Barnes VOR-TX 45-70 Government Ammunition
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- Last updated: 08/11/2023
The choice of .45-70 Government factory ammunition is pretty limited in the UK, with only a handful of brands available, so opportunities to try some are limited. The Barnes VOR-TX ammunition on test carries a hefty price tag, at around £5 per round, but it looks very interesting.
Testing it was an opportunity not to be missed.
The ammunition carries a 300-grain Barnes TSX FN (Triple Shock X Flat Nose) bullet, which is an all-copper (lead-free) projectile that’s designed for hunting relatively large game. Despite being described as Flat Nosed, the bullet actually has a massive hollow point occupying almost all of the front of the bullet. This deep hollow point ensures significant expansion, described by Barnes as “double-diameter”, which provides maximum energy transfer to the target. Plus, all-copper bullets like this also provide maximum weight retention and excellent accuracy.
The stated performance figures are 1925 fps / 2469 ft/lbs at the muzzle, and 1505 fps / 1509 ft/lbs at 100 yards. So, impressive performance from a 24” test barrel. The ammunition comes with a warning that this is a ‘full-pressure’ load that cannot be used in all .45-70 Government calibre guns. Barnes has confirmed that the chamber pressure for this round has been kept below 28,000 psi, which is the maximum recommended by SAAMI.
For a calibre which is often credited with having a trajectory like a rainbow, this ammunition is actually fairly flat shooting. When sighted in at 100 yards, the bullet drop at 200 is only 15”.
Out of a Perdosoli 1886 Guidemaster with a 19” barrel, the muzzle velocity was pretty close to the stated figures, at around 1880 fps. Barnes state that at speeds over 1150 fps, the bullet will expand to at least 1.7x its original diameter, and at 100 to 200 fps faster, expansion will be 2x. This equates to very impressive stopping power.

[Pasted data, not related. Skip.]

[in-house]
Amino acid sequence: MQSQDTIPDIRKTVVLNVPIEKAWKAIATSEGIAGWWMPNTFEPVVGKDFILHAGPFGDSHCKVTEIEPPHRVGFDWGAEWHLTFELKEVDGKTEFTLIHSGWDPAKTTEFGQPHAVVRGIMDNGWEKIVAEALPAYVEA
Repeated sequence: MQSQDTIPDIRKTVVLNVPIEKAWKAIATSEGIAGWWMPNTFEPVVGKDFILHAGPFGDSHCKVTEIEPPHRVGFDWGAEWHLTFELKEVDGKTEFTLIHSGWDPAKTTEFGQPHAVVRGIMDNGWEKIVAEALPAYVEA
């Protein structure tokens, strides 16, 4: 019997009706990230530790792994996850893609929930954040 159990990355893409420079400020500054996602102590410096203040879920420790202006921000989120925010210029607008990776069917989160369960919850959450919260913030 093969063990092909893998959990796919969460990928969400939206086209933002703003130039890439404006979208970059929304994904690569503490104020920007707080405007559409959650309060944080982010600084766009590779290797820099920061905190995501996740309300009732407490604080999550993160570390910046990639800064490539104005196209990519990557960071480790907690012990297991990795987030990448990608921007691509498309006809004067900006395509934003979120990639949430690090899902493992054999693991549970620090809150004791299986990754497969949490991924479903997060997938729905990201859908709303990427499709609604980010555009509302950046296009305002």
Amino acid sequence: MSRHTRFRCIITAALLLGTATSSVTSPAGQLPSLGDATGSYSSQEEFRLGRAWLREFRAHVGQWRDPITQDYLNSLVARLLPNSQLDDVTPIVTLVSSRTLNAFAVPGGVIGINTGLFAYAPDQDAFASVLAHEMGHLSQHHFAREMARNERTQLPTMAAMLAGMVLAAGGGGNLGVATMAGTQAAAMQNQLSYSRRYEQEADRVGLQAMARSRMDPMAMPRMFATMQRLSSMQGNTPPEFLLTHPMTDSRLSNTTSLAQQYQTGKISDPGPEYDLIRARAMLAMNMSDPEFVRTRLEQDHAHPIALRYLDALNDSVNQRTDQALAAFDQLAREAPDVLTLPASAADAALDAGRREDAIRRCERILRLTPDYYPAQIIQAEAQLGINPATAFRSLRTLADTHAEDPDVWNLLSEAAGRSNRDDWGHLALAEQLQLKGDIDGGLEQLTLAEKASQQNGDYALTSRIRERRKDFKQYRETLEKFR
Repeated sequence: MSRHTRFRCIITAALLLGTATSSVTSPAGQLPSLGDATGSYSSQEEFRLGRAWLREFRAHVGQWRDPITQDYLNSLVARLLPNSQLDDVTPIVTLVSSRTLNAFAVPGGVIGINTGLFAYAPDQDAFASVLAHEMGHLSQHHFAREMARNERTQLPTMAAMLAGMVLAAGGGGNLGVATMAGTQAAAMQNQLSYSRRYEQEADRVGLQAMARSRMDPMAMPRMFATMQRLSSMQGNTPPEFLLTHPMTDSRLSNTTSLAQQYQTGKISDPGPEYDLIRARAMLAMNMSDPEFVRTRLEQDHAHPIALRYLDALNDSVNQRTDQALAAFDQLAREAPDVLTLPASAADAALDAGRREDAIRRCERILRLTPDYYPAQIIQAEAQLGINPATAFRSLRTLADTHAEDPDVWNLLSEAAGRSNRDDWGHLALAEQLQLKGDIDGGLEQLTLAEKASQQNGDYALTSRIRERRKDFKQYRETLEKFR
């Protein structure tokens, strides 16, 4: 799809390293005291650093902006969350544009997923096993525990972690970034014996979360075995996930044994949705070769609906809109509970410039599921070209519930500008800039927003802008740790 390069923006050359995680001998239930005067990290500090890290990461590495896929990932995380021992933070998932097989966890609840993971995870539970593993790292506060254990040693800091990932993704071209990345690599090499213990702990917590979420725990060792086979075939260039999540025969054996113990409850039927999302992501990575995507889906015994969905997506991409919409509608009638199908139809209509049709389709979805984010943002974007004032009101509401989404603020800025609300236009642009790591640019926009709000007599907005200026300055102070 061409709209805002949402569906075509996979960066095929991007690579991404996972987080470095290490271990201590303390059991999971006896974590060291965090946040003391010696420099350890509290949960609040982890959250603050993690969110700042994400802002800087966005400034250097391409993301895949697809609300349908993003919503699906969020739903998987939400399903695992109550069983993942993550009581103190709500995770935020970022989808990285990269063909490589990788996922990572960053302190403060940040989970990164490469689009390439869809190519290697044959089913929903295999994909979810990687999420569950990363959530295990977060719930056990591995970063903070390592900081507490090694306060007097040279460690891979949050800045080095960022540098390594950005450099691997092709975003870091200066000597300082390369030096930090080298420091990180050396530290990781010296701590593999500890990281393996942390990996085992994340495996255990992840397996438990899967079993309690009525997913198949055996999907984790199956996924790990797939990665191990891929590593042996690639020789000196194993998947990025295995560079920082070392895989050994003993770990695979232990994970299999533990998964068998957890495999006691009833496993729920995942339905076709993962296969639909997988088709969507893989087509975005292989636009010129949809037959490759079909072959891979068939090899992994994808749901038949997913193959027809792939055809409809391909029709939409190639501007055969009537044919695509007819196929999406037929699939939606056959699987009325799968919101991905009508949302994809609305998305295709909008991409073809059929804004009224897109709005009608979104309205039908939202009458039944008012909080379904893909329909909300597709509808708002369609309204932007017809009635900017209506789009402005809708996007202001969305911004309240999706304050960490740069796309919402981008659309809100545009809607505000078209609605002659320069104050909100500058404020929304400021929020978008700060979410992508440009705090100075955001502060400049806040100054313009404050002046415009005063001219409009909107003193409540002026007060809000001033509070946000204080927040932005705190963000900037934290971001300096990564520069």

It would be fair to say that this ammunition is not for the faint-hearted! The recoil is ‘significant’, particularly when fired from a short-barrelled rifle. That said, after the apprehension of the first shot, and an anticipatory flinch, it was surprisingly manageable. Once you get comfortable with the liveliness of this particular round, it is actually fun to shoot.
Wild boar shooting is usually done at relatively close, and often rapidly reducing distances. With this particular quarry being less than friendly, you need ammunition you can rely on. The Barnes ammunition on test is reassuringly effective, with reports of its immense stopping power against very large game regularly coming from countries like America, and a one-shot-kill always seems to be the outcome. While accuracy might not be as pinpoint as match-grade ammunition, the VOR-TX is certainly more than capable of delivering sufficient accuracy to do its job on the intended target.